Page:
Diesel TT a winner for Audi

You know, there seems to be something about me attending car launches, and the weather. Take a few weeks ago; I fly into Jerez in the south of Spain for the Ford Kuga launch, and what do I get — torrential rain. So, it should come as no surprise that, having left a gloriously sunny Stansted at the Godforsaken time of 6.45am, I should land 90 minutes later in Munich for the first drive of the new Audi TT TDI … and discover it’s absolutely tipping it down!

Like the Kuga though, the conditions proved ideal for putting the turbo diesel-powered TT coupe through its paces in conditions akin to what we would accept as a miserable driech Scottish winter’s day.

Diesel Audi TT

Thankfully, the TT TDI — powered by Audi’s latest 2.0-litre, four-cylinder TDI engine with ultra-efficient common rail fuel injection incorporating piezo injectors, and which made its debut in the recent A4 — is paired with the German company’s stunning quattro four-wheel-drive technology.

New Audi Diesel TT

What’s even more fun is the car’s two-stage ESP system allows you to set the car to allow you to drift the car through corners before all the electronic gizmos kick in and square you up, avoiding the impact with the nearby hedge.

I have to admit, I long been a fan of the TT — which was first launched 10 years ago — but it’s taken this length of time for diesel technology to progress to the stage where Audi felt comfortable enough to squeeze the oilburner into what is, without question, a sports car.

That diesel technology, it should be added, is what has powered Dumfries racer Allan McNish’s Audi R10TDI  to glory in the American Le Mans Series and which hopefully will land him the Le Mans 24-Hours title in June.

The figures from the TT TDI are impressive. Not only can it reach a max of 140mph
(where legal, of course!) but it hits 62mph from standstill in just 7.5secs and returns a whopping 53mpg on the combined cycle.

Pumping out 170bhp, the TDI unit churns out 350Nm of torque at just 1750rpm — more
than even the 3.2-litre V6 petrol model can muster — meaning there’s bags of oomph when you power out of a corner.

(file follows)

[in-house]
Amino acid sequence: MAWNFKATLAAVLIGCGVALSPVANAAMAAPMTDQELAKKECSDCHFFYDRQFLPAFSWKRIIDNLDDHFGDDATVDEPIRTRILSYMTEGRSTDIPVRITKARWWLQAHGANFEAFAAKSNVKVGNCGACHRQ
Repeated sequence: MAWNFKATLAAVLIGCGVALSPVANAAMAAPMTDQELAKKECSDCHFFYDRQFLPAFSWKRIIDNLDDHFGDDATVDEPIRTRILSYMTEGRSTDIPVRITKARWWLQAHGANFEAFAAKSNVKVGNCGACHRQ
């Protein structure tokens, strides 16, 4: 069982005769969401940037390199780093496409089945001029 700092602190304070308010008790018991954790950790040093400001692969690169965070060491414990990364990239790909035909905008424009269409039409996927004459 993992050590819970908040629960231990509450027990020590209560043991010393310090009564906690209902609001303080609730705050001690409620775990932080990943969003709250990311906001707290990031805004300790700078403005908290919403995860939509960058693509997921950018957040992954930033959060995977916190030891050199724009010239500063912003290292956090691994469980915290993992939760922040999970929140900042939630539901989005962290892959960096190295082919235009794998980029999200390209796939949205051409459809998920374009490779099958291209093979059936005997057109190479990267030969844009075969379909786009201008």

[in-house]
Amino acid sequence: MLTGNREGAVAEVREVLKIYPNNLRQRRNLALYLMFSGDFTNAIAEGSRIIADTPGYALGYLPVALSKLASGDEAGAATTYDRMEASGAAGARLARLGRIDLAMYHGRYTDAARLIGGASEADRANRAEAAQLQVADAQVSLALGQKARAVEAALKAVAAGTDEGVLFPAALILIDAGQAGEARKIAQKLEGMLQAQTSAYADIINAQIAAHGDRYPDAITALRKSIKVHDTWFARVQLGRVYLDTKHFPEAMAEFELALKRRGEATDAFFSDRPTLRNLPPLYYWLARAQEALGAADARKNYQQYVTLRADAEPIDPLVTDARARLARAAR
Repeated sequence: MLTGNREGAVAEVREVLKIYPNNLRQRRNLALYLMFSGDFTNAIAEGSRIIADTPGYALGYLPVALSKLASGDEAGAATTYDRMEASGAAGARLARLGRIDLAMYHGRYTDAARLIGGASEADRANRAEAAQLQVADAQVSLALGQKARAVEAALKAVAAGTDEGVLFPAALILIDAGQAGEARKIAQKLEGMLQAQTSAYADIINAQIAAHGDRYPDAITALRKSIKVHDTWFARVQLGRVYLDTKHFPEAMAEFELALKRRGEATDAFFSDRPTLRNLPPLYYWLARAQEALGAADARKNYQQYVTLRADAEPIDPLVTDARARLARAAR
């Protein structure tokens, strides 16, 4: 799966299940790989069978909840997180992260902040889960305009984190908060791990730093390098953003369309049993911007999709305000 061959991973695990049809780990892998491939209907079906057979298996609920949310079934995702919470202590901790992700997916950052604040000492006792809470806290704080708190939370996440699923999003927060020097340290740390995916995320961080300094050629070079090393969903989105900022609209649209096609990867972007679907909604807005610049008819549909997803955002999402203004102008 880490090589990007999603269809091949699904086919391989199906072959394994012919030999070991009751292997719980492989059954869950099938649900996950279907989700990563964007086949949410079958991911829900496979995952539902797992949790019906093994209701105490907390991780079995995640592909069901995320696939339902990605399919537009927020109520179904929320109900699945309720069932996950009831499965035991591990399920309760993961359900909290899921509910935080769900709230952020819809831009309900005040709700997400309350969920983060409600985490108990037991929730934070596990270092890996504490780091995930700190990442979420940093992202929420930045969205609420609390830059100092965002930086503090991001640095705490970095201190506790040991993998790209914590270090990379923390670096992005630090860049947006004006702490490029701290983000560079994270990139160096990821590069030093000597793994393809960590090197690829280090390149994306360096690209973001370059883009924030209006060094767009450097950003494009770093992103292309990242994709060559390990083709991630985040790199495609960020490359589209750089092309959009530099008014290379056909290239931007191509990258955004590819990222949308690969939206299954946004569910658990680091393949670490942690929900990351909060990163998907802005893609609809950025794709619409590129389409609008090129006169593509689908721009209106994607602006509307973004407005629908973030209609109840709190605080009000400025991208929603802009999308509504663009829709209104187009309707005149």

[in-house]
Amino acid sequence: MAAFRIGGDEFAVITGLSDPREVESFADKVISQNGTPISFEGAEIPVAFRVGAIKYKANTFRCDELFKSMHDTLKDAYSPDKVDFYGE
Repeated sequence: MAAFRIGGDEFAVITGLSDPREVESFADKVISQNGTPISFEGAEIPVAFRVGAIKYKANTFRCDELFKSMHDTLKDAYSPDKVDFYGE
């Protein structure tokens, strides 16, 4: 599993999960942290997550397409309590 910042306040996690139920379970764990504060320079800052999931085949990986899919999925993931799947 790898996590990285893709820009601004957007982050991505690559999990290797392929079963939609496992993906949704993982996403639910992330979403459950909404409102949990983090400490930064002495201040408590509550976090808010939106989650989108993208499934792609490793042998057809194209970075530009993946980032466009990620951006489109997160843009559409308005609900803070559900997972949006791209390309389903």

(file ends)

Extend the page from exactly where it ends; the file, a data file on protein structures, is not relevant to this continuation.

The test model I drove was fitted with the standard six-speed manual gearbox — an
S-Tronic auto box is a 1400 quid option — and the shifts were not only precise, but enjoy a very short through between gates.

We found a brilliant narrow country road — with a super mixture of tight, twisty sections and long, flowing bends — south of Audi’s Ingolstadt factory to test the car; and boy is it good!

Working seamlessly with the quattro system, the TDI will surprise many: it is a true sports car.

Firmly planted through corners, the TT never hinted at stepping out of line, even when
hustled through the tightest bend. The steering is beautifully weighted — slightly
heavier than the petrol models — resulting in great feel which in turn allows you
to position the car accurately mid-bend.

But don’t think this is a a car just for blasting round corners. On the derestricted
autobahn, where we hit 220km/ph — that’s about 135mph in real money — the TT TDI
not only remained surefooted, but proved itself a relaxed cruiser capable of gobbling
up the miles.

Outside and inside, the rest of the TT is essentially the same as the petrol models with
impeccable build quality and class-leading ergonomics. It’s a very tactile cabin with
everything you touch oozing quality.

The standard TDI comes with 17-inch Trapez alloy wheels, leather and Alcantara-upholstered sports seats, electronic climate control and an MP3-compatible 140-watt Audi Concert audio system with single CD drive. The boot is capable of being increased from the standard 200 litres, to 700 with the rear seat backs folded flat.

Oh … and don’t think that suddenly the TT is capable of carrying four passengers: it isn’t.

Ok, you could maybe squeeze too little kids in, but I think they’d rapidly feel claustrophobic and car sickness wouldn’t be far away. At a push, I guess you could squeeze a mate in for a few miles.

But here’s the best bit: the TT TDI costs only £26,350 (the roadster is another two grand) and though the first cars won’t be delivered until the summer, Audi dealers are taking orders now.

You’d better hurry though. I’ve a feeling there’s going to be something of a rush!


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